For example, how often do you end an e-mail with an open question?  “What are your thoughts on this?”  Now you’re asking someone to take some time coming up with answers.  Most of us want to help out, and being asked for an opinion is kind of flattering.  The person is important to us, and he thinks we have good ideas.  Anderson says we should do the recipient the courtesy of being specific.  Should I do A or B?  Is X okay with you?

If you’re sending information, be succinct and make it clear that there’s no need to respond (NNTR).  Don’t logos or graphic in the body of the e-mail and don’t overdo attachments.  If you’re forwarding, don’t send a long trail of unnecessary threads in the form of previous messages.  There are 10 points to the charter, they’re all food for thought.  E-mail has become such an important part of our lives.  We’ve all learned about some of the pitfalls the hard way, but the E-Mail Charter really hit me where I live today.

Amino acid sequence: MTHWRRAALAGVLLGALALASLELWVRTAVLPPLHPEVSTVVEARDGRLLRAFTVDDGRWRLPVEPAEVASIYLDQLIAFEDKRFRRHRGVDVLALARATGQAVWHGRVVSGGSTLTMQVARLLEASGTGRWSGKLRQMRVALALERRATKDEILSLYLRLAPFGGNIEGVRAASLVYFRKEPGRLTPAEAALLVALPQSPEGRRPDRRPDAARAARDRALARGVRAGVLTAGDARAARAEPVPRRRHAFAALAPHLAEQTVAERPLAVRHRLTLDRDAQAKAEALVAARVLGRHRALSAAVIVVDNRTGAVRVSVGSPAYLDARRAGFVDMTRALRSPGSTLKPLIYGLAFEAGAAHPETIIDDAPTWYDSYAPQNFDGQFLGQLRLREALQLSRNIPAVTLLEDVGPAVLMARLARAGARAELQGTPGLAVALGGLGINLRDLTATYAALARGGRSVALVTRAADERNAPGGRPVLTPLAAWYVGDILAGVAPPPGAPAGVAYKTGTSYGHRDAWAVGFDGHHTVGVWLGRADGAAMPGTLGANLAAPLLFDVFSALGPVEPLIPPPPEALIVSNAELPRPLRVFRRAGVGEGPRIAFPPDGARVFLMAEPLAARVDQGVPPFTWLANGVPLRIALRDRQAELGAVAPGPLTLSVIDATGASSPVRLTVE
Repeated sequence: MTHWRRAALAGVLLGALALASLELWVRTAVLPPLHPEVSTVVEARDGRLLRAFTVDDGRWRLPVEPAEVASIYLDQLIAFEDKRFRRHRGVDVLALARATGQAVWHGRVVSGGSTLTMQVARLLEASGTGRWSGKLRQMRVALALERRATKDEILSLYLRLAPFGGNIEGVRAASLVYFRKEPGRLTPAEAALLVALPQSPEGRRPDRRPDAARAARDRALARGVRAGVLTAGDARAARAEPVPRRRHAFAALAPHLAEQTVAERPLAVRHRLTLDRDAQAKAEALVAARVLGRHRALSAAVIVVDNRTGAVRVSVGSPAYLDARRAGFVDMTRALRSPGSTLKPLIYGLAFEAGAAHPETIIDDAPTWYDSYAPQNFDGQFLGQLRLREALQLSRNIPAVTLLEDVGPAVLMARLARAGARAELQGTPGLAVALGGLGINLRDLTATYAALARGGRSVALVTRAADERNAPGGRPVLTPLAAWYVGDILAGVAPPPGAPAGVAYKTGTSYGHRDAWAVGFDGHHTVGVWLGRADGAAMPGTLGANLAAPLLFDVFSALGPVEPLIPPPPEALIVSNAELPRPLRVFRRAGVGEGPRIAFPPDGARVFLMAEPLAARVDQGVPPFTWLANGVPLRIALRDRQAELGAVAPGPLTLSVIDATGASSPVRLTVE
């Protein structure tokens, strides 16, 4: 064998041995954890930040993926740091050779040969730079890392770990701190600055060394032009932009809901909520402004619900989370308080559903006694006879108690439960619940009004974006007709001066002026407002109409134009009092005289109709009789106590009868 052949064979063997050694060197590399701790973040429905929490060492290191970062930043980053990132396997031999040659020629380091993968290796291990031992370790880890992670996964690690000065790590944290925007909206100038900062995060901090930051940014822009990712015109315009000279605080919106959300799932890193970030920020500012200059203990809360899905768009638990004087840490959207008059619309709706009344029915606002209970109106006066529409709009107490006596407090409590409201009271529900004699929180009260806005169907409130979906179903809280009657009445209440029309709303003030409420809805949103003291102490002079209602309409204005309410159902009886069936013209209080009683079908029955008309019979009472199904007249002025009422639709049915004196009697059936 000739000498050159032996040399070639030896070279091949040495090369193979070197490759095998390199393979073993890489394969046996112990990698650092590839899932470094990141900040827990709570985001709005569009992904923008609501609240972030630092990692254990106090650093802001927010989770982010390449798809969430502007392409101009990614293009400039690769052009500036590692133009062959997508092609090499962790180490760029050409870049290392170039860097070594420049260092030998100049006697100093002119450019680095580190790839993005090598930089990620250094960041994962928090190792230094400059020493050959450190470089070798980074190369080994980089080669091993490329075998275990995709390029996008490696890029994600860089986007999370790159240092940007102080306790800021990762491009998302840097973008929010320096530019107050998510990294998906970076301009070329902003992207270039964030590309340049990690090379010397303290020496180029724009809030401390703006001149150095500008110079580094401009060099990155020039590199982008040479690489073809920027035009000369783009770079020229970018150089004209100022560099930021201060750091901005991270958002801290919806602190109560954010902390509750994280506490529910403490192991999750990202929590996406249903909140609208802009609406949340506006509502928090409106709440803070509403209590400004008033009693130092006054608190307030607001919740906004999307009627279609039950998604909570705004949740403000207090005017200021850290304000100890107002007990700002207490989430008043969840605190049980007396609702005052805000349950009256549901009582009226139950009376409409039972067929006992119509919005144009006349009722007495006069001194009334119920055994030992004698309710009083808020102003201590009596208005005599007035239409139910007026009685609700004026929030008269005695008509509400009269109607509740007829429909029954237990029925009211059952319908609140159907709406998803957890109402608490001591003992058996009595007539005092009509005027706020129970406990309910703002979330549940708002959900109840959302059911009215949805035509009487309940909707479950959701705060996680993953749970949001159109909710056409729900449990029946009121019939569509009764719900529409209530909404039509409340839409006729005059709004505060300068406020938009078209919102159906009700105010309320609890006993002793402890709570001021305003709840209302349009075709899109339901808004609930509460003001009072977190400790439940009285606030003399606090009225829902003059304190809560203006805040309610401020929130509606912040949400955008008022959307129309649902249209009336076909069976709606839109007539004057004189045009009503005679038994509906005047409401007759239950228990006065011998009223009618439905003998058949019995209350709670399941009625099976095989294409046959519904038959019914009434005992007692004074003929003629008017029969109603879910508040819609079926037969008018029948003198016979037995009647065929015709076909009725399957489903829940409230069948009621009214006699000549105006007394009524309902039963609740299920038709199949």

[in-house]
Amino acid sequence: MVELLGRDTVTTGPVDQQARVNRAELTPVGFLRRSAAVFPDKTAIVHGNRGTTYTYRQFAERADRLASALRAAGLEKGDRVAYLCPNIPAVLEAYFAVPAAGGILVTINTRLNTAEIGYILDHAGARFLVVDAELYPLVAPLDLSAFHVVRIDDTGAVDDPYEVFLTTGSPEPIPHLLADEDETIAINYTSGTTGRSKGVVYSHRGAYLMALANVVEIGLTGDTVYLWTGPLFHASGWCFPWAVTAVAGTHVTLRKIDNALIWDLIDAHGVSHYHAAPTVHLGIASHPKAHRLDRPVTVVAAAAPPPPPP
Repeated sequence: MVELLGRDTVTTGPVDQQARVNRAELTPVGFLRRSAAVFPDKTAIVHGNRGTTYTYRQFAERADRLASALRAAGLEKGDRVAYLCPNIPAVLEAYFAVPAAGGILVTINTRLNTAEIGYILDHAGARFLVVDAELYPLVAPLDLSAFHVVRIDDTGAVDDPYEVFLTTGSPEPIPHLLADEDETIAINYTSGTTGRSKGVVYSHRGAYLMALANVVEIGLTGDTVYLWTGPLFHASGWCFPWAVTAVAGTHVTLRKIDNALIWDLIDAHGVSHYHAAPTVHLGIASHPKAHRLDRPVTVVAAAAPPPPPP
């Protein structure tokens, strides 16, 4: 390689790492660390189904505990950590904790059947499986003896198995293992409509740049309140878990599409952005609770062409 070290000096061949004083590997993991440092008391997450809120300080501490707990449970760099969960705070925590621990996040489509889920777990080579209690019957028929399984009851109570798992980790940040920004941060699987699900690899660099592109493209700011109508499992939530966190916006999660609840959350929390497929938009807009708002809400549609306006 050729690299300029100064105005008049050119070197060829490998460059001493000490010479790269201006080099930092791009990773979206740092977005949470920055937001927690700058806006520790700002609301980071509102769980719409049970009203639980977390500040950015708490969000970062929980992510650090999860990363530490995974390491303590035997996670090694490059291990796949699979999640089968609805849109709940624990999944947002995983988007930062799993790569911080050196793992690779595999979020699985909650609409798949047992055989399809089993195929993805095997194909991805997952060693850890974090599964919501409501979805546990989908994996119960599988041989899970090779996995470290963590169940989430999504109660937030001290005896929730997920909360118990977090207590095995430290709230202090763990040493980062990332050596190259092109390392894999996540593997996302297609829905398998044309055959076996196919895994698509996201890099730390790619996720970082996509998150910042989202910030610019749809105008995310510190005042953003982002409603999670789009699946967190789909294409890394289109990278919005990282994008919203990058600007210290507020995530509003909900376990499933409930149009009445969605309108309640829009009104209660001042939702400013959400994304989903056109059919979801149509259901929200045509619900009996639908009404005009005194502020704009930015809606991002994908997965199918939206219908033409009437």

How about you?  How do you use e-mail.  What would you change about the system if you could?  What e-mail habits or types bug you?  Do you have any tips for managing e-mail glut? 

One Brave Cowboy

My Sept-Oct release is getting very nice reviews.  Thanks for all the good wishes!

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About Kathleen Eagle

Kathleen Eagle is the award-winning, New York Times best-selling author of over forty novels.
This entry was posted in e-mail, time management and tagged , , . Bookmark the permalink.